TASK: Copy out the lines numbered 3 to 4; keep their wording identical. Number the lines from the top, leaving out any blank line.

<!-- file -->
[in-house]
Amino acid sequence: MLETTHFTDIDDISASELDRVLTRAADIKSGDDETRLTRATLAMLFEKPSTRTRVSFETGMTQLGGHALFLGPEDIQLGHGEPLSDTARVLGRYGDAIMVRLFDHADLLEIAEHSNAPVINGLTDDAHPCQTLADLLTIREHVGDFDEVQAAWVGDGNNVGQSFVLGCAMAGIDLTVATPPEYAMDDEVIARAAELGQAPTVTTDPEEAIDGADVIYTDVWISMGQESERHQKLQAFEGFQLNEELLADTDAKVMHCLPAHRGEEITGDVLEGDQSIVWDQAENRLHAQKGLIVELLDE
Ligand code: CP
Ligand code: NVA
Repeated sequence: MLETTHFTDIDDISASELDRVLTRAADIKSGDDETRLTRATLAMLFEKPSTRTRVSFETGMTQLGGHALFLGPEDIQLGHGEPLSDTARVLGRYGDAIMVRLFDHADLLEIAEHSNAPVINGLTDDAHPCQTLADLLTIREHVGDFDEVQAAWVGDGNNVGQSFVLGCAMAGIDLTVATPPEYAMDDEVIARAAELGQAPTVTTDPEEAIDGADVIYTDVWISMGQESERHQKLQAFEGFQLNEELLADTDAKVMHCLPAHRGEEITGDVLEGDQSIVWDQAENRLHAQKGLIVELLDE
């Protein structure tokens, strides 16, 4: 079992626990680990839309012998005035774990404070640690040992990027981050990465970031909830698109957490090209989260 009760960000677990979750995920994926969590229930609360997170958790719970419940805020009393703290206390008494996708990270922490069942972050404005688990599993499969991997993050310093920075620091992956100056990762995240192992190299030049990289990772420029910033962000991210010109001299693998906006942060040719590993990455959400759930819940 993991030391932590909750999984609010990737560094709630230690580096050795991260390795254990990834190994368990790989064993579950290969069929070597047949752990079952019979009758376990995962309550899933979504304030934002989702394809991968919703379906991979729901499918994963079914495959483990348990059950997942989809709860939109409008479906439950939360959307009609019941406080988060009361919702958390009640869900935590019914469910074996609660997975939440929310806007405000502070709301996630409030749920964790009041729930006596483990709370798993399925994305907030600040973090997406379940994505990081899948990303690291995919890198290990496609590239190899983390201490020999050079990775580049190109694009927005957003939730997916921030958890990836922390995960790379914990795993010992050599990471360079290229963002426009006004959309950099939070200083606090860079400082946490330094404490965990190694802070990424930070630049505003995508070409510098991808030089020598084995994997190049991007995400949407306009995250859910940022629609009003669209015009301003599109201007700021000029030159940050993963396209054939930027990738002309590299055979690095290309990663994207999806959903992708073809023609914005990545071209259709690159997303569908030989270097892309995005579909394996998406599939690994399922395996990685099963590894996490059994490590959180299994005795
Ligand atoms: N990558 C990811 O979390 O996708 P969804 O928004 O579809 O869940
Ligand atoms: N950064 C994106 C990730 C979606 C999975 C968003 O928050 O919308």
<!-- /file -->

Ligand code: CP
Ligand code: NVA